“Do to others whatever you would like them to do to you. This is the essence of all that is taught in the law and the prophets” (Matthew 7:12).
The idea of treating others the way we want to be treated sounds easy enough, doesn’t it? And yet, nowhere in life is this more tested than in marriage. To the person we’ve entered into covenant with, the idea of loving, honoring and cherishing them with our words as well as our actions sometimes becomes challenging.
We struggle to control our tongues, and instead, we can succumb to the temptation to lash out when difficulties arise or life becomes hectic. One sharp response leads to another and then another. Before long, we’ve developed a habit that brings only anger, pain and sadness. If you want to improve your marriage so it reflects a more loving and kind communication style, then here are seven tips to get you started.
1. Respond in Love, Not Anger
The enemy loves to stir up strife, and one of the best ways to do that is to entice you to give in to anger. Proverbs 14:29 wisely tells us, “People with understanding control their anger; a hot temper shows great foolishness.” Foolishness has no place in our marriages. That’s not to say that we can’t address issues that need addressing or speak our minds. In fact, it’s dangerous to the health of our marriages if we don’t, but when we address issues, we should do so in love, not in anger. Our goal should never be to punish or cause pain, but rather, to bridge our differences and bring about godly understanding.
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2. Believe the Best
As spouses, we play unique roles in the life of our mates—as encouragers, truth-tellers and prayer warriors, just to name a few. Our spouses need us in their corner. They need us to believe that they are doing their best at work and at home. Their best may fall short of perfection, but everyone’s does, even our own. Instead of expecting the worst, anticipating their shortcomings, or worse, throwing their shortcomings up in their face, we can stand in faith believing that they are doing all they can to be the best possible spouses and parents. It’s one more way we can live out the Golden Rule.
3. Forgive… Completely
“Do not judge others, and you will not be judged. Do not condemn others, or it will all come back against you. Forgive others, and you will be forgiven” (Luke 6:37). Marriage will absolutely give us chances to practice walking in forgiveness. If we have truly forgiven our spouses of their shortcomings and mistakes, then we won’t return to former wounds when we have an argument. No, if we forgive, then we will put the incident in the past and refuse to dwell on it. And when that incident comes to our minds, instead of dwelling on it or giving the enemy a foothold in our marriage, we can proclaim, “I have forgiven that, and I refuse to dwell on it. I plead the blood of Jesus over that memory and that offense, and I make the quality decision by faith to put it behind me.”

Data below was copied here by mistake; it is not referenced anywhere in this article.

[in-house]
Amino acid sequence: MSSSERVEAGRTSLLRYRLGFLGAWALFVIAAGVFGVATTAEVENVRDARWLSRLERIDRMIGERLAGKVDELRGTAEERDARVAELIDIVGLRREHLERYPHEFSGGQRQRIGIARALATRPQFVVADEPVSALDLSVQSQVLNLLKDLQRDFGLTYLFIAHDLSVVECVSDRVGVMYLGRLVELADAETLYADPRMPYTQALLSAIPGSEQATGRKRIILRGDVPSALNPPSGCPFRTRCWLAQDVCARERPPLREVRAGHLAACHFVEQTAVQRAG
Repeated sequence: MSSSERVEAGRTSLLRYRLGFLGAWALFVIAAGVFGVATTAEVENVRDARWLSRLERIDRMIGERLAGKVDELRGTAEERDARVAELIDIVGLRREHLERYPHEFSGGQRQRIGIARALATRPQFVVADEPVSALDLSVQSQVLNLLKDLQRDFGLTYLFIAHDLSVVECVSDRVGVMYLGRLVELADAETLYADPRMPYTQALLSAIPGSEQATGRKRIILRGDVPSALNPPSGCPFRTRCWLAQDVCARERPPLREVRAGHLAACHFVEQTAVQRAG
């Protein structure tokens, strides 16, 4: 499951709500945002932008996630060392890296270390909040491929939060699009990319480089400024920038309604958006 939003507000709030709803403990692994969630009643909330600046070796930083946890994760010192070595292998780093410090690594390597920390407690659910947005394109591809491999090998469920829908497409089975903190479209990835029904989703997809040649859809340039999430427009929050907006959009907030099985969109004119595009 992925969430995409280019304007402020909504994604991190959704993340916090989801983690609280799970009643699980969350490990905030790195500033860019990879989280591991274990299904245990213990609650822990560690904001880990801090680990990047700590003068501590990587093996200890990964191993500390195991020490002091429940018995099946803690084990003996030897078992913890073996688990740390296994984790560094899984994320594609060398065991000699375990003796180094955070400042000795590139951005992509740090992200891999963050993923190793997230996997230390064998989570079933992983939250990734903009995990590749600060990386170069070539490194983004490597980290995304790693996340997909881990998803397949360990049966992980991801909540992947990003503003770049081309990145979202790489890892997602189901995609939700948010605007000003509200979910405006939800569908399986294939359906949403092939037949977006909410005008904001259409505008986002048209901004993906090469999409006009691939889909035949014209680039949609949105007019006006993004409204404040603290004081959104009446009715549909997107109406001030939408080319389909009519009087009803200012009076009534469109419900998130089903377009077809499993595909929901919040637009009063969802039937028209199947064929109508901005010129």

4. Speak Kindly to Your Spouse
As believers, we know there is power in the words we speak. Proverbs 18:21 tells us that the words we speak “can bring death or life” (Proverbs 18:21). In relation to our spouses, our words can either build them up so that they can effectively accomplish God’s plan for their lives, or our words can tear them down. We must recognize that we wield an immense power in their lives. Therefore, we should speak kindly when we talk to them and refuse to give into flippant, hurtful, accusatory or even sarcastic words.
5. Speak Kindly About Your Spouse
Just as important as it is for us to speak kindly to our spouses, it’s equally important to speak kindly about them. How we speak about them will affect how we and others perceive them. If we want others to love and respect our spouses as much as we do, we must commit to speaking kindly and respectfully about them.
6. Communicate Openly and Honestly
Good communication is key in marriage, but it doesn’t always come naturally. If you need help learning how to communicate effectively—with kindness, openness and honesty—then you should find a marriage seminar through your local church, meet with a Spirit-led counselor to help you learn, or find a respected mentor to encourage you.
7. Disagree Honorably
Disagreements will happen in marriage. It’s simply part of two people living together for any length of time. However, those disagreements don’t have to become abusive or destructive. No, we can disagree honorably and openly by addressing our points of view without succumbing to destructive accusations. We can eliminate words like always and never from our communication. For instance, we can avoid saying things like, “You never spend time with my family,” “You never stick to our budget,” “You’re always late,” or “You’re always critical of the kids!” A good Spirit-led counselor can assist us in learning how to disagree honorably, thus strengthening our marriages instead of weakening them.